The mills of Hamilton
Posted by Frum Hiker on March 3, 2009
Every time I come up over the bridge I slow down to gaze at the beautiful expanse before me, I like to stop on the shoulder, but the high winds and crazy Canadian drivers deter me, and force me off the road to take a closer look, to gaze intently at the smokestacks making artificial clouds, the fire pouring forth from what I can only guess to be burn off stacks, buildings, piles of gravel and ships fill in the scene.
I am running across the street camera in hand, I am excited, the sky is bright blue, but it has that winter slanted light feel, it is dreary for most, but for me it holds some special qualities, qualities missed since moving south. The late day slanted light with tinges of orange and pink, reflecting off of the frozen inlet.
Ships are docked off in the distance, and the looming steel mills and oil refinery create this beautiful scene of industry and darkness. The light cannot penetrate this scene, the light can only show me the smokestacks and the looming buildings, with out of proportion triangulated roofs. Camera in hand I run back across the street, cold, numb hands and unsatisfied, I want to see more, I want to see the pipes and gangways and railroad tracks crisscrossing throughout these industrial complexes.
To most, Hamilton, Ontario evokes an image of blazing smokestacks and a huge portion of the Queen Elizabeth Way that is elevated, they merely glance at these smokestacks polluting the sky with their waste, as they hurry on to Toronto. I wonder who else stops to take in the sites and sounds of the industrial areas of Hamilton.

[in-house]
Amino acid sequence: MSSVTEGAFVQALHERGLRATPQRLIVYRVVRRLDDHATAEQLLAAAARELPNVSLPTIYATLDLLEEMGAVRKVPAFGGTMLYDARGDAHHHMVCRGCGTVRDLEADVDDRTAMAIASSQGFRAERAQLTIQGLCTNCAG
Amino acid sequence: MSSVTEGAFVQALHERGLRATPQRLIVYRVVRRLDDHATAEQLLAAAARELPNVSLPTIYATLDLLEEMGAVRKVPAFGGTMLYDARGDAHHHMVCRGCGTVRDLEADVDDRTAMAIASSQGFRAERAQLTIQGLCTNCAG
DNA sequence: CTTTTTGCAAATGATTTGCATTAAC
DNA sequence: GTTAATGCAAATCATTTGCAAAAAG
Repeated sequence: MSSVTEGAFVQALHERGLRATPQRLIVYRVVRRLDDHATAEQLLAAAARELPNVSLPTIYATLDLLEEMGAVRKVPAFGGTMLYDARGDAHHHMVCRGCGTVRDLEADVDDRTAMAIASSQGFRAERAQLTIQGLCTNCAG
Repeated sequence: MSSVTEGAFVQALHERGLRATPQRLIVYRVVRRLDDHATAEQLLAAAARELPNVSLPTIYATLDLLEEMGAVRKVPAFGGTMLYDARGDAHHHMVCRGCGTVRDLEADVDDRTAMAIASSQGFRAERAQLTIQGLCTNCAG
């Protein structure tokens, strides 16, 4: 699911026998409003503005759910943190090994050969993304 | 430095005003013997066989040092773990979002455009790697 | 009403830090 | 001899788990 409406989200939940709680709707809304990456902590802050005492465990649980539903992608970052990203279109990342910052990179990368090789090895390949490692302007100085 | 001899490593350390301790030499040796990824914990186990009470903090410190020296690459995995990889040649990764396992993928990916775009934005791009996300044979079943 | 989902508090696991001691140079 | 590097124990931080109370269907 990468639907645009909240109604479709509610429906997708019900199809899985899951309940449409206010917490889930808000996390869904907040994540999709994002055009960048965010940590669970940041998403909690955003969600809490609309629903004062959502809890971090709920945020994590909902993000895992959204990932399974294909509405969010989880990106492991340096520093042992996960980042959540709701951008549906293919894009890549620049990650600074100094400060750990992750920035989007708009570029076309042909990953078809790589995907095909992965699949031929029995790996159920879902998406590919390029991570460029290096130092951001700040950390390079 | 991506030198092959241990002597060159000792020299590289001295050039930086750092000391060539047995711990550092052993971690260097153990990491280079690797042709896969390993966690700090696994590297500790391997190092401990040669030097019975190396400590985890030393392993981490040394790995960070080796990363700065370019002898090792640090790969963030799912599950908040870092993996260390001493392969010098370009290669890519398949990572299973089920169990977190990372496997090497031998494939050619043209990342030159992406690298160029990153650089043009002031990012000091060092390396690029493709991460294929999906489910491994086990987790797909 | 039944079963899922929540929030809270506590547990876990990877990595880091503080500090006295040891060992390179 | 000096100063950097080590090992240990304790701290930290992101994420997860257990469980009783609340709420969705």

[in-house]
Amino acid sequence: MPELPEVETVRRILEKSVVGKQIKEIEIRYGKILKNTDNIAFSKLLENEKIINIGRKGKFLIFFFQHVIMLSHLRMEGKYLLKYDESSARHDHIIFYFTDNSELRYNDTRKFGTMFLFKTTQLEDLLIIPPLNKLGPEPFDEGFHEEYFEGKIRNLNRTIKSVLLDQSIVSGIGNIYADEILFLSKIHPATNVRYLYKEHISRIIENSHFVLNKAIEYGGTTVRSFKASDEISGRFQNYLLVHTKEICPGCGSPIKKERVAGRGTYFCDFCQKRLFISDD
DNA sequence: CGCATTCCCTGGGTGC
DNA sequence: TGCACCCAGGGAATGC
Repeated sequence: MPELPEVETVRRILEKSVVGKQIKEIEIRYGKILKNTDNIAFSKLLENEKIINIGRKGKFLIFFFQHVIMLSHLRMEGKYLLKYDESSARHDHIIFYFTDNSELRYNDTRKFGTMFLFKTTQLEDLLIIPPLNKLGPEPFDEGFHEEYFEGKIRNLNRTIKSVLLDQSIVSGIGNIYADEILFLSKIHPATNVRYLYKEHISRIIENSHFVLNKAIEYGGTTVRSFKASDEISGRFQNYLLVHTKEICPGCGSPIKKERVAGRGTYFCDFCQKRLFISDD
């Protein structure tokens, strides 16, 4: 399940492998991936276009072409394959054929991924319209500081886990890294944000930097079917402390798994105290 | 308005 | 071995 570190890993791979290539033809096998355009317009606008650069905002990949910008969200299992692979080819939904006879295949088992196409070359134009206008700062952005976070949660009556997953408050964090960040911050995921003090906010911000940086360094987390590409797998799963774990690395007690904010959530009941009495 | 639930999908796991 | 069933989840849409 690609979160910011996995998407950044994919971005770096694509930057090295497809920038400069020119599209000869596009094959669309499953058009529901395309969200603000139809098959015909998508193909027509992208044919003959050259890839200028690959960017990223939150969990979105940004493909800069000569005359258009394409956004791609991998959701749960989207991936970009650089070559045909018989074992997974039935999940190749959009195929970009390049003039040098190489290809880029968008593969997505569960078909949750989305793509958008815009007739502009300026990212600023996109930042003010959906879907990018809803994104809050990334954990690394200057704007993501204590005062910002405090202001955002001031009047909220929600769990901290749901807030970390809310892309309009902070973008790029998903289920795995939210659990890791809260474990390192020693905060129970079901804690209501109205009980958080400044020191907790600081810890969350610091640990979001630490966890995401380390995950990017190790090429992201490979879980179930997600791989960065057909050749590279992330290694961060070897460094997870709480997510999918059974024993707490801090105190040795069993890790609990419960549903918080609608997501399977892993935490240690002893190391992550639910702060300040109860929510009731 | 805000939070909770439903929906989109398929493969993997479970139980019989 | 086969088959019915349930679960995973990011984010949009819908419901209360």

Very few places I have traveled to paint such a picture as the port of Hamilton does from the Skyway. People probably visit the museums and zoos and main streets, but who would get off and wander around the old and new steel factories, I would hardly call it a tourist district yet here I am going up and down side streets that dead end at guard booths with large signs telling me to KEEP OUT!
It not that disappointing for everywhere I look, railroad tracks snake off into the plants creating good romanticized shots for people like me whose lives revolve almost solely around the romantic idea of the long forgotten train.
Tracks embedded in cobblestone do it for me, the industrial areas of cities not yet paved with those common found materials of asphalt and concrete,. Cobblestone, evokes never actually remembered memories of trains, horse drawn wagons and grimy men with their lunch pails in hand off to another 12 hour shift at the plant. The Jungle describes what I want to remember but never actually experienced. I imagine ten ton buckets of molten steel being poured while men in overalls and hard hats scream above the din. The danger and the mystery all combine in my head, I wish I could see the inside, not have to dream about it.
I pass by an amazingly redone art deco entrance to a train car company, it is almost too good to be true, I snap pictures quickly as I begin to think of art deco and why every town from upstate NY to south Texas has an art deco movie theater, no idea why, maybe movies were the invention of the roaring 20s and to show the progress every town had to have one and they all had to have the art deco lines that ran along the big vertical sign hanging from the buildings façade.
I begin my journey east back on the highways with thoughts of factories filling my imagination.